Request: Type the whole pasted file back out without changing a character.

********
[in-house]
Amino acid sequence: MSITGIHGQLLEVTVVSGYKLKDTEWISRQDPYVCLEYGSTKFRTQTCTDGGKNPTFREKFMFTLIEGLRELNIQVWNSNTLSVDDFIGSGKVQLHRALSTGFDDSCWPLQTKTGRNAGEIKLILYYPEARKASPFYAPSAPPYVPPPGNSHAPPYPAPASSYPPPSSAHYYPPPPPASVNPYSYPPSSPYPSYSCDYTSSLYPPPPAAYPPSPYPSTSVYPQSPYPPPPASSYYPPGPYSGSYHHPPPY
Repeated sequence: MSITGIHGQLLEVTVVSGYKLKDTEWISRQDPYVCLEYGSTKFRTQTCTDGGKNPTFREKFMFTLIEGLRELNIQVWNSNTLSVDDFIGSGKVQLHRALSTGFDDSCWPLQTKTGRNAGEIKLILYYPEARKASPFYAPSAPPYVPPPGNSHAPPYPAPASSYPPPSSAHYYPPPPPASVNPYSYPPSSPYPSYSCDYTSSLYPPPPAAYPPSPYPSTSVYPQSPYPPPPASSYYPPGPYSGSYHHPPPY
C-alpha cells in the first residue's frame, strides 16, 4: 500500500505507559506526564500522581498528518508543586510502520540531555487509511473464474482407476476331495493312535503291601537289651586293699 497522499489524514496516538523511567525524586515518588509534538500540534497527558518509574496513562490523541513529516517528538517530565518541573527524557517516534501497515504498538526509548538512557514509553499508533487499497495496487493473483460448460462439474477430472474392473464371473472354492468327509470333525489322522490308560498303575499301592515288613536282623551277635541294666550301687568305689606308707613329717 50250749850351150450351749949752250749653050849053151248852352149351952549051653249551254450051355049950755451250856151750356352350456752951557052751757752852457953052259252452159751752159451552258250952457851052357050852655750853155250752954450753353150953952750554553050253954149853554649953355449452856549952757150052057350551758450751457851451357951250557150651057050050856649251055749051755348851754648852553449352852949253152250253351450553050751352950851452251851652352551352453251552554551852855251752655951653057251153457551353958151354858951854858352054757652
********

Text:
[in-house]
Amino acid sequence: MSITGIHGQLLEVTVVSGYKLKDTEWISRQDPYVCLEYGSTKFRTQTCTDGGKNPTFREKFMFTLIEGLRELNIQVWNSNTLSVDDFIGSGKVQLHRALSTGFDDSCWPLQTKTGRNAGEIKLILYYPEARKASPFYAPSAPPYVPPPGNSHAPPYPAPASSYPPPSSAHYYPPPPPASVNPYSYPPSSPYPSYSCDYTSSLYPPPPAAYPPSPYPSTSVYPQSPYPPPPASSYYPPGPYSGSYHHPPPY
Repeated sequence: MSITGIHGQLLEVTVVSGYKLKDTEWISRQDPYVCLEYGSTKFRTQTCTDGGKNPTFREKFMFTLIEGLRELNIQVWNSNTLSVDDFIGSGKVQLHRALSTGFDDSCWPLQTKTGRNAGEIKLILYYPEARKASPFYAPSAPPYVPPPGNSHAPPYPAPASSYPPPSSAHYYPPPPPASVNPYSYPPSSPYPSYSCDYTSSLYPPPPAAYPPSPYPSTSVYPQSPYPPPPASSYYPPGPYSGSYHHPPPY
C-alpha cells in the first residue's frame, strides 16, 4: 500500500505507559506526564500522581498528518508543586510502520540531555487509511473464474482407476476331495493312535503291601537289651586293699 497522499489524514496516538523511567525524586515518588509534538500540534497527558518509574496513562490523541513529516517528538517530565518541573527524557517516534501497515504498538526509548538512557514509553499508533487499497495496487493473483460448460462439474477430472474392473464371473472354492468327509470333525489322522490308560498303575499301592515288613536282623551277635541294666550301687568305689606308707613329717 50250749850351150450351749949752250749653050849053151248852352149351952549051653249551254450051355049950755451250856151750356352350456752951557052751757752852457953052259252452159751752159451552258250952457851052357050852655750853155250752954450753353150953952750554553050253954149853554649953355449452856549952757150052057350551758450751457851451357951250557150651057050050856649251055749051755348851754648852553449352852949253152250253351450553050751352950851452251851652352551352453251552554551852855251752655951653057251153457551353958151354858951854858352054757652